The Austin Chronicle

All About Ann

By Amy Smith, April 28, 2014, 9:00am, Picture in Picture

This time 20 years ago, Gov. Ann Richards was knee-deep in a re-election campaign that would bring about a sad, seismic shift in statewide politics and social policies. Today, Texas Democrats are still struggling to get their groove back.

If the Dems are feeling anxious over recent poll numbers this election season, there is plenty of take-away inspiration and encouragement in All About Ann: Governor Richards of the Lone Star State, which debuts tonight on HBO. Filmmakers Keith Patterson and Phillip Schopper have created a documentary rich with archival footage – some rarely seen before. And, of course, there are plenty of laugh lines. Richards was known as much for her wit as her ability to get things done.

The film includes present-day interviews with a cast of local and national luminaries ranging from Bill Clinton to Nancy Pelosi, Henry Cisneros, Willie Nelson, and Dan Rather. “She was feisty, fiery, and unafraid. And liberal and unafraid,” political pundit Paul Begala says of Richards.

But it’s the memories and personal anecdotes of Richards’ family and close friends and advisors that give All About Ann its greatest depth. They were the ones who saw Richards through her dark fog of alcoholism and stood by her on her road to recovery.

Her rebound was enormous. Patterson and Schopper devote a fair amount of time to Richards’ underappreciated political service as state treasurer. Winning the treasurer’s race in 1982, Richards became the first woman in 50 years to hold statewide office. “When there is a mess, a woman has always been asked to clean it up,” she says in one video clip, referring to the financial predicament she inherited when she took office. She not only cleaned up the mess, she modernized the office, opened the doors to minority and women business owners, and made more money for the state in eight years than any other treasurer in state history.

Meanwhile, Richards’ star was rising fast. She was invited to speak at the 1988 Democratic National Convention and by the time she finished her remarks ("Poor George, he can't help it. He was born with a silver foot in his mouth"), she was an international sensation.

Interviews with Richards’ inner circle of friends and staffers (Mary Beth Rogers, Suzanne Coleman, Claire Korioth, Jane Hickie, Cathy Bonner) – and Richards herself – add perhaps the most personal touches to the plain-speaking icon's character.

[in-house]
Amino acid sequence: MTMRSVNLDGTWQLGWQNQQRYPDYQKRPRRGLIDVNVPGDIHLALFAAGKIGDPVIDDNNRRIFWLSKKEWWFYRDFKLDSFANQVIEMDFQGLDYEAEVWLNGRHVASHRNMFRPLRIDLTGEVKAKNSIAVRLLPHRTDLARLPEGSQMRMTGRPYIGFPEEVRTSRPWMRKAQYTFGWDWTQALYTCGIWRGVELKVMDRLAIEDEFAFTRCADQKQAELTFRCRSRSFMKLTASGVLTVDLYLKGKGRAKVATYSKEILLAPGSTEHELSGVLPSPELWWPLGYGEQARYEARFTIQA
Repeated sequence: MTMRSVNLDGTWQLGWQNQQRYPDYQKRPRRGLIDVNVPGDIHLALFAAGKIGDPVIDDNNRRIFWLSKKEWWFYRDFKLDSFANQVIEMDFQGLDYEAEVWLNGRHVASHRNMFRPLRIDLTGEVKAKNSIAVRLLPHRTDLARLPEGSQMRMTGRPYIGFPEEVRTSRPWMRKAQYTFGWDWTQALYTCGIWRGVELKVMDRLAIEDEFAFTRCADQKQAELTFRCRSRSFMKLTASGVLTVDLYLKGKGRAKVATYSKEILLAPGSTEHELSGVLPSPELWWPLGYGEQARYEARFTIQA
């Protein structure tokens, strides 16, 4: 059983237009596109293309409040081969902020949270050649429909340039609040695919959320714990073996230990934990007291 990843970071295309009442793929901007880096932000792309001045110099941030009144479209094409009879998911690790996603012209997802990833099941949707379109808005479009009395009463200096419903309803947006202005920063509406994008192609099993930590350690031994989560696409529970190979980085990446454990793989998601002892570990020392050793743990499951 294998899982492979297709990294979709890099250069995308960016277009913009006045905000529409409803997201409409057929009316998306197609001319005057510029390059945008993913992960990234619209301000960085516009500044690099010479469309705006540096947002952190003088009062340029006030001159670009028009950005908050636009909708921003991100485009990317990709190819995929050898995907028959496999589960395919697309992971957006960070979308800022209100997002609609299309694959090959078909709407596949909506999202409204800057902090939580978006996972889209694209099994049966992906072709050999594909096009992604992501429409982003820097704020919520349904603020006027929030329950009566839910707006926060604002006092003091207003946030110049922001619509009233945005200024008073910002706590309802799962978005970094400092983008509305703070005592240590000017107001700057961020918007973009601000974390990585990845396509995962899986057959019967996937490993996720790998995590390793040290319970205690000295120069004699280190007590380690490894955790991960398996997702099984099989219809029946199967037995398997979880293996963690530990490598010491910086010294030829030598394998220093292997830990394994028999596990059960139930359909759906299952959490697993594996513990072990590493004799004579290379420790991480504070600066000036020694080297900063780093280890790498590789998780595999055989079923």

Hickie recalls the back-room tussle over control of the house lights in the hours leading up to Richards’ 1988 convention speech: The DNC staff wanted the lights on during her address; Richards’ team wanted them off. In the end, when Richards approached the podium and began to speak, the house lights came down and the crowd went silent. All eyes were on Richards.

“It was just like putting a dish towel over a bird cage,” Hickie recalls Richards telling her after her speech.

The documentary crams in a lot, and we’re the better for it. We’re reminded of the sheer lunacy of the GOP’s decision to field foot-in-mouth cowboy Clayton Williams as their 1990 nominee to oppose Richards in the governor’s race. And we’re reminded, however grimly, of the GOP’s massive upset four years later when Karl Rove and George W. Bush arrived in Austin to capture the state Capitol, and ultimately the presidency.

Today’s political scenery is still colorful, but ever since Richards’ loss to Bush, we’ve been laughing at our governors, not with them. Same goes for the rest of Texas’ statewide officeholders.

Can any one of them deliver a joke, a stemwinder, or a gut punch like Ann Richards? Nope. Not a one.

All About Ann: Governor Richards of the Lone Star State airs tonight, 8pm, on HBO. Additional screenings are May 1, 4:45pm; May 4, 1pm; May 7, 7:30am; and May 10, 9:15am.

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